THERE is no event which provides more food for thought, at least for me anyway, than the SSE Scottish Hydro Challenge. Its tenth anniversary staging at Macdonald Spey Valley in Aviemore last week was no exception.
For starters, it’s a week when you are reminded that no-one (okay, perhaps a few) can take their European Tour cards for granted because every year you come across players you are surprised, partially anyway, to see in the Highlands.
The likes of Gary Boyd, Joel Sjoholm, Rhys Davies, Tano Goya and Peter Whiteford, for example. They’ve all had seats at European Tour’s top table and not just for one or two seasons.
A year ago, Bradley Dredge was in the field before he turned his career around with two runner-up finishes back-to-back on the main circuit. In 2011, we saw Marc Warren on Speyside after he’d also slipped off the main circuit, albeit briefly.
In short, the Challenge Tour is tougher – much tougher – than a lot of people realise, hence why Scotland can only expect a drip feed of players on to the European Tour rather than a flood in the foreseeable future. That might not be what we want to hear, but it’s true.
Just short of the halfway point of the second circuit’s season, we’ve got two players – Andrew McArthur and Jamie McLeary – sitting in the top 15 on the money-list, meaning they are on course to earn a step up to the main circuit in 2016. Both are experienced enough to achieve that goal, though, at the same time, will know that a tough slog lies ahead.
The fact that McArthur is 36 and McLeary two years younger is clearly an indication that, right now, Scotland is really struggling to get players in their 20s off the business end of the talent conveyor belt and that, quite frankly, is worrying.
David Law, for instance, is still finding his feet on the Challenge Tour, although I’m fairly confident he has both the game and temperament to reach the promised land of the European Tour in the next few years.
The same applies to Ross Kellett, who ended up as the leading home player in Aviemore, finishing joint 13th behind English winner Jack Senior. Kellett played his amateur golf in the shadow of the likes of James Byrne and Michael Stewart, yet is now ahead of them as far as his progression in the paid ranks is concerned.
The Motherwell man has a terrific attitude, having never once uttered even the hint of a moan in the time I’ve known him, and is as good an example to the up-and-coming young amateurs as any Scottish player on the pro circuits.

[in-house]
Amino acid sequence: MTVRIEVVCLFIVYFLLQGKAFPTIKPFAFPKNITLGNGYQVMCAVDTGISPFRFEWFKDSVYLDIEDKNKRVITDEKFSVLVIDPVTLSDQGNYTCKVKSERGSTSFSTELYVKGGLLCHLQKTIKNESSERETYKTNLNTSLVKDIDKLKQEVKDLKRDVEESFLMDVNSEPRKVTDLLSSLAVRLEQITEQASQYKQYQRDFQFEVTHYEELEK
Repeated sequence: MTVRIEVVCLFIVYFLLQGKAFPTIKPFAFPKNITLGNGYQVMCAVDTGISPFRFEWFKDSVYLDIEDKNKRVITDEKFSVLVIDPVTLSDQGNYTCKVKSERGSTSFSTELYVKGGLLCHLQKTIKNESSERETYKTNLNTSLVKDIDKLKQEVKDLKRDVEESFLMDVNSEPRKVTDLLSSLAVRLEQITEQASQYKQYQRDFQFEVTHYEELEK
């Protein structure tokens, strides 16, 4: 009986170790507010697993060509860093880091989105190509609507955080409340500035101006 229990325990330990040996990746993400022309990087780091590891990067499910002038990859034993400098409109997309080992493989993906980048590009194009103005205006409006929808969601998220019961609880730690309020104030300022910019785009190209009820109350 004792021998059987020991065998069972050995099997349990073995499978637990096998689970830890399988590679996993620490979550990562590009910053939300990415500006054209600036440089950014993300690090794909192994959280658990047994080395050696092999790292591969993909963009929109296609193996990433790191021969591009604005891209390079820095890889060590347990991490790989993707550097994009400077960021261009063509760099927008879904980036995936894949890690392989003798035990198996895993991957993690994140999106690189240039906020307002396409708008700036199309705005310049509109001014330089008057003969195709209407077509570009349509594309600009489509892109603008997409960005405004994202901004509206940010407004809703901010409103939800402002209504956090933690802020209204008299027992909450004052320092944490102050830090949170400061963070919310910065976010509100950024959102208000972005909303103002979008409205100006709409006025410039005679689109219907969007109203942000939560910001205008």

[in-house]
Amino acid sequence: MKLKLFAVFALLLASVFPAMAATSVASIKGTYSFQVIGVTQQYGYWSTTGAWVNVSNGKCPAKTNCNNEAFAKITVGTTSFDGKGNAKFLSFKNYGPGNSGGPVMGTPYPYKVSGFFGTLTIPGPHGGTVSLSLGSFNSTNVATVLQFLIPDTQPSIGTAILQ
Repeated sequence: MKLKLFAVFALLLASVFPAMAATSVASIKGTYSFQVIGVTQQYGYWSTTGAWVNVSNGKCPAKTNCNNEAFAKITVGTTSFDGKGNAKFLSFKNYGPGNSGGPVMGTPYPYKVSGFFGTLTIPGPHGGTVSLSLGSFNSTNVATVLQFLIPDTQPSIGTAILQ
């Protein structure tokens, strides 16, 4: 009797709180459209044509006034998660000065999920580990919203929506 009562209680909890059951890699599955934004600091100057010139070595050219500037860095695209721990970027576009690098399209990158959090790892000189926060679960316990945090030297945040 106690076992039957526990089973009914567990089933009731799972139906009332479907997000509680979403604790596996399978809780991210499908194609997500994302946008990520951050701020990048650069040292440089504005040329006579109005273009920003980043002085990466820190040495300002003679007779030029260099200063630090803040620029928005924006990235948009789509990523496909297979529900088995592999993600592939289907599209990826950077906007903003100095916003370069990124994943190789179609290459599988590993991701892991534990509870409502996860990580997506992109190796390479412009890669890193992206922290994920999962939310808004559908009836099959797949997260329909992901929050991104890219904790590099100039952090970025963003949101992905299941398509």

He has worked hard and suffered knocks along the way. But he’s improving all the time and that’s what this game is all about, especially for someone, like him, in their mid-20s.
It’s exactly the same for the likes of Grant Forrest, Jack McDonald and Bradley Neil, and there was a certain irony, of course, about what happened to them at Spey Valley.
Still in the amateur ranks, Forrest and McDonald both gave good accounts of themselves by making the cut. That was even more praiseworthy considering both had felt a touch drained after good runs in the Amateur Championship at Carnoustie the previous week. That shows how much confidence plays in performances and, unfortunately, Neil has made his switch to the paid ranks at a time when the Blairgowrie teenager is struggling in that department.
At least an early exit from the Scottish Challenge will have given him some time to spend a few days at home and re-focus for starts in both the French Open and Scottish Open over the next two weeks.
From a 30-strong Scottish starting contingent last week, only seven made it to the weekend, the others in addition to those mentioned already being Neil Henderson, who was making his Challenge Tour debut, and Elliot Saltman. Early exits for the likes of Whiteford, McLeary and George Murray was particularly disappointing, especially as the latter two were both former winners at the same venue.
But, and we should really know this already, it’s getting tougher and tougher each year to simply make headway on this circuit far less be a standout. In short, the bar is being raised all the time and, as a nation, we need to be upping our game in order to ensure that we continue to see new talent on the European Tour.